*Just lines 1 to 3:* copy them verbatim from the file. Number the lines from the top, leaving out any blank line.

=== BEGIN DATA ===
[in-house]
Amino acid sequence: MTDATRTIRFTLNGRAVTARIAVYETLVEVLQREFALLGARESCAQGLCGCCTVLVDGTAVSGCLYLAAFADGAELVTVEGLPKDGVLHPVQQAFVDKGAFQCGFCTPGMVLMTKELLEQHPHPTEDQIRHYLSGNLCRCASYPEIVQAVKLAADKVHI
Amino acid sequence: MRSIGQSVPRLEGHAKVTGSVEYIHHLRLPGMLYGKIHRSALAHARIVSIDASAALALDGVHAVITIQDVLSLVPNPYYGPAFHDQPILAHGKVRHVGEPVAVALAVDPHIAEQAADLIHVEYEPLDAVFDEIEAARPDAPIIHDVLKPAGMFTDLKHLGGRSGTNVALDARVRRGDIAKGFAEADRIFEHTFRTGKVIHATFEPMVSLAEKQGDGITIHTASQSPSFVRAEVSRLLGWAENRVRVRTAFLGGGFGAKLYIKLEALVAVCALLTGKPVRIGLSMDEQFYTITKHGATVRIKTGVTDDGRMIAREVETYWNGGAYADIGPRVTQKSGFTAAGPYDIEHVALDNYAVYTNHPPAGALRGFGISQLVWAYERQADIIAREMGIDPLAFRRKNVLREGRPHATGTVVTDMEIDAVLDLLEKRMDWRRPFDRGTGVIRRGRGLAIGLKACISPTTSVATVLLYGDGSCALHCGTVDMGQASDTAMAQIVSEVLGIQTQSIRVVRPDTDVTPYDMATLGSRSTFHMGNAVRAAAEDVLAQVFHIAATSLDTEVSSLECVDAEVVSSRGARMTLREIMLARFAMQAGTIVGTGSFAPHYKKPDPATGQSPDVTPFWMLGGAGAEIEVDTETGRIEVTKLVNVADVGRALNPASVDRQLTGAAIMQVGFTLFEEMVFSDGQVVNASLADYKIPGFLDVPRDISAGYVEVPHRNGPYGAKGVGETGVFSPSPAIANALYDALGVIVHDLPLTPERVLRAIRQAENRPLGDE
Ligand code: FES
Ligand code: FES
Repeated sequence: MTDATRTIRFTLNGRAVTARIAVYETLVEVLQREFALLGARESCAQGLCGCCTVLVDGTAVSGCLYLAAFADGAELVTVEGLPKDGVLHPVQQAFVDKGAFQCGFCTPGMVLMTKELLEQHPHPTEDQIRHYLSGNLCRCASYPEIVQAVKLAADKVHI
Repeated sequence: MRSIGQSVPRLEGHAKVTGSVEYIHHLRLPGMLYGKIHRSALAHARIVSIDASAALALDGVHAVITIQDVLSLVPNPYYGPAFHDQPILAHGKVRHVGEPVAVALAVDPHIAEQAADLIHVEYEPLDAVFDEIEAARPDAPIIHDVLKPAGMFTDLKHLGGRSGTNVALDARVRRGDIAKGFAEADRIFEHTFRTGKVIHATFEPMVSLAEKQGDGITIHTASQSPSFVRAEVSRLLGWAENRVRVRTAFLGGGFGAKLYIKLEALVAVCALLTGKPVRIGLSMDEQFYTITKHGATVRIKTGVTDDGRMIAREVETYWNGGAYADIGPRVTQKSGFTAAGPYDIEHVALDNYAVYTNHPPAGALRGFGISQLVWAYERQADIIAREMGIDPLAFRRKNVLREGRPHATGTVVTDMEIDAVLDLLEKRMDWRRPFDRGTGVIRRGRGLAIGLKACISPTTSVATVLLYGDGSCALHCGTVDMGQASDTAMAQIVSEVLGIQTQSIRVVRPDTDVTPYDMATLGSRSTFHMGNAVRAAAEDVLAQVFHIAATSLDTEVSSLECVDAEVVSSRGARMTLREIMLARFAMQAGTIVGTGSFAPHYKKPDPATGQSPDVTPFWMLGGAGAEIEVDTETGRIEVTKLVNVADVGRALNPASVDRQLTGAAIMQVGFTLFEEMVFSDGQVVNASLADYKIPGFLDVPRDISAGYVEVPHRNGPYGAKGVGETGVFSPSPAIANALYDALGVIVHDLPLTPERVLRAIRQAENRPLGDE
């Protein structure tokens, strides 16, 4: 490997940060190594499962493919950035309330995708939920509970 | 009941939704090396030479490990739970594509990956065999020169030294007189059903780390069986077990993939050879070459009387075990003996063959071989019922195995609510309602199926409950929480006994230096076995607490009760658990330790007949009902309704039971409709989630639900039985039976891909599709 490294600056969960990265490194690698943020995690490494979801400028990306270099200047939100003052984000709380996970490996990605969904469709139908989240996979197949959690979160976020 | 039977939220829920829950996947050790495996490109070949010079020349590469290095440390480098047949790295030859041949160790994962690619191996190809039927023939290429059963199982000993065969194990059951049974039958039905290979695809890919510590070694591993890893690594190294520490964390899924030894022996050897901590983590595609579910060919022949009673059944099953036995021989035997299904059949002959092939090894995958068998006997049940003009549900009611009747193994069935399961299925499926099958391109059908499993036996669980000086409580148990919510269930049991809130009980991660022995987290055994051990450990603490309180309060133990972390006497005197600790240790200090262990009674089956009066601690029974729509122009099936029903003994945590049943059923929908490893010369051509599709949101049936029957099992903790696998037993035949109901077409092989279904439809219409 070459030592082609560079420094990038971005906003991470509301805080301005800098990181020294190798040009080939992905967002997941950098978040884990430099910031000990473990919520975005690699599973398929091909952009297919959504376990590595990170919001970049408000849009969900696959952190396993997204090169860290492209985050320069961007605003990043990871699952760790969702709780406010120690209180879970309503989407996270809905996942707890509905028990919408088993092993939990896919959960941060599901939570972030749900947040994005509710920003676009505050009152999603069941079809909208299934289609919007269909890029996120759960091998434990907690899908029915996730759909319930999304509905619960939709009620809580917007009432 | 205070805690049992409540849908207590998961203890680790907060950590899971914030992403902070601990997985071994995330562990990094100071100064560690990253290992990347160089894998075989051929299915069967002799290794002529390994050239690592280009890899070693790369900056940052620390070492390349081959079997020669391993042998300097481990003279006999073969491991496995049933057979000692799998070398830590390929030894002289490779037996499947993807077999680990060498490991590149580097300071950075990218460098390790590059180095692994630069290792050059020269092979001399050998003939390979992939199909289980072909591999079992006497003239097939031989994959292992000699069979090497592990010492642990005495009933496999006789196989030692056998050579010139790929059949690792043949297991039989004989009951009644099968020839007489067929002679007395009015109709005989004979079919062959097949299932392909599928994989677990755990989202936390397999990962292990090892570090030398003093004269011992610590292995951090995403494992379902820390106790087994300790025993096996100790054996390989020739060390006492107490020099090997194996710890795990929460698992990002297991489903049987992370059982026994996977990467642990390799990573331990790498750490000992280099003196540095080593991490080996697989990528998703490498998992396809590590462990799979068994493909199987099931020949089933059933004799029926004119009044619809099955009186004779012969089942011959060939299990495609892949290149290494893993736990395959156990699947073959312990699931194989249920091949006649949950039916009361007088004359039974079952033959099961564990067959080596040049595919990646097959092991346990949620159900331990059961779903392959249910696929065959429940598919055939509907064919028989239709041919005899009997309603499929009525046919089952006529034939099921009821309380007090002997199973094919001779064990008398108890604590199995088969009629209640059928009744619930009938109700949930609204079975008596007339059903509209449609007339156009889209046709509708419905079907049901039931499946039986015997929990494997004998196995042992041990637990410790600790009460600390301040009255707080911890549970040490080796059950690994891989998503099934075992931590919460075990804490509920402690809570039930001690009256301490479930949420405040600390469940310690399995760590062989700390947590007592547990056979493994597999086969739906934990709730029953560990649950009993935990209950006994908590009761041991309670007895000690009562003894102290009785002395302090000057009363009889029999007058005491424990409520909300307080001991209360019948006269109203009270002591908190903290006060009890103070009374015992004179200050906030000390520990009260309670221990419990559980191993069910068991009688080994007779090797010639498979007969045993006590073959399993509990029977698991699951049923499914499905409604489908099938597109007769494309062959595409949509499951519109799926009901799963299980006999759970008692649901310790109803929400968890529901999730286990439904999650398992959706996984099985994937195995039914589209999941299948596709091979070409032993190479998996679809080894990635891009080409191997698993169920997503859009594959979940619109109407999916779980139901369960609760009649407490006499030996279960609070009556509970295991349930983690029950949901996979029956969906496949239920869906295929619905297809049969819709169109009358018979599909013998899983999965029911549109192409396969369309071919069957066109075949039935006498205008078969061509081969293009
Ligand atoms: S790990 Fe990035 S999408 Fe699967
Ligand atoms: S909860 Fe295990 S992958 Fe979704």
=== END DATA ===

[in-house]
Amino acid sequence: MTDATRTIRFTLNGRAVTARIAVYETLVEVLQREFALLGARESCAQGLCGCCTVLVDGTAVSGCLYLAAFADGAELVTVEGLPKDGVLHPVQQAFVDKGAFQCGFCTPGMVLMTKELLEQHPHPTEDQIRHYLSGNLCRCASYPEIVQAVKLAADKVHI
Amino acid sequence: MRSIGQSVPRLEGHAKVTGSVEYIHHLRLPGMLYGKIHRSALAHARIVSIDASAALALDGVHAVITIQDVLSLVPNPYYGPAFHDQPILAHGKVRHVGEPVAVALAVDPHIAEQAADLIHVEYEPLDAVFDEIEAARPDAPIIHDVLKPAGMFTDLKHLGGRSGTNVALDARVRRGDIAKGFAEADRIFEHTFRTGKVIHATFEPMVSLAEKQGDGITIHTASQSPSFVRAEVSRLLGWAENRVRVRTAFLGGGFGAKLYIKLEALVAVCALLTGKPVRIGLSMDEQFYTITKHGATVRIKTGVTDDGRMIAREVETYWNGGAYADIGPRVTQKSGFTAAGPYDIEHVALDNYAVYTNHPPAGALRGFGISQLVWAYERQADIIAREMGIDPLAFRRKNVLREGRPHATGTVVTDMEIDAVLDLLEKRMDWRRPFDRGTGVIRRGRGLAIGLKACISPTTSVATVLLYGDGSCALHCGTVDMGQASDTAMAQIVSEVLGIQTQSIRVVRPDTDVTPYDMATLGSRSTFHMGNAVRAAAEDVLAQVFHIAATSLDTEVSSLECVDAEVVSSRGARMTLREIMLARFAMQAGTIVGTGSFAPHYKKPDPATGQSPDVTPFWMLGGAGAEIEVDTETGRIEVTKLVNVADVGRALNPASVDRQLTGAAIMQVGFTLFEEMVFSDGQVVNASLADYKIPGFLDVPRDISAGYVEVPHRNGPYGAKGVGETGVFSPSPAIANALYDALGVIVHDLPLTPERVLRAIRQAENRPLGDE